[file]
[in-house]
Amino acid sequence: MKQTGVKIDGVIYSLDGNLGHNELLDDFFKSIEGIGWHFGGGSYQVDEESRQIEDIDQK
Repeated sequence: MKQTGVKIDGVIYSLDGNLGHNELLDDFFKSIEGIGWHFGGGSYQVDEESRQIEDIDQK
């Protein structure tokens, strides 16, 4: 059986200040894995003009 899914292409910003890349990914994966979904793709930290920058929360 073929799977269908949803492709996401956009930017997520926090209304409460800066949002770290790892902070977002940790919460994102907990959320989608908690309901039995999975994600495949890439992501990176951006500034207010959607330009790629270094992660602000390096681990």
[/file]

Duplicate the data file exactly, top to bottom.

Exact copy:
[in-house]
Amino acid sequence: MKQTGVKIDGVIYSLDGNLGHNELLDDFFKSIEGIGWHFGGGSYQVDEESRQIEDIDQK
Repeated sequence: MKQTGVKIDGVIYSLDGNLGHNELLDDFFKSIEGIGWHFGGGSYQVDEESRQIEDIDQK
């Protein structure tokens, strides 16, 4: 059986200040894995003009 899914292409910003890349990914994966979904793709930290920058929360 073929799977269908949803492709996401956009930017997520926090209304409460800066949002770290790892902070977002940790919460994102907990959320989608908690309901039995999975994600495949890439992501990176951006500034207010959607330009790629270094992660602000390096681990």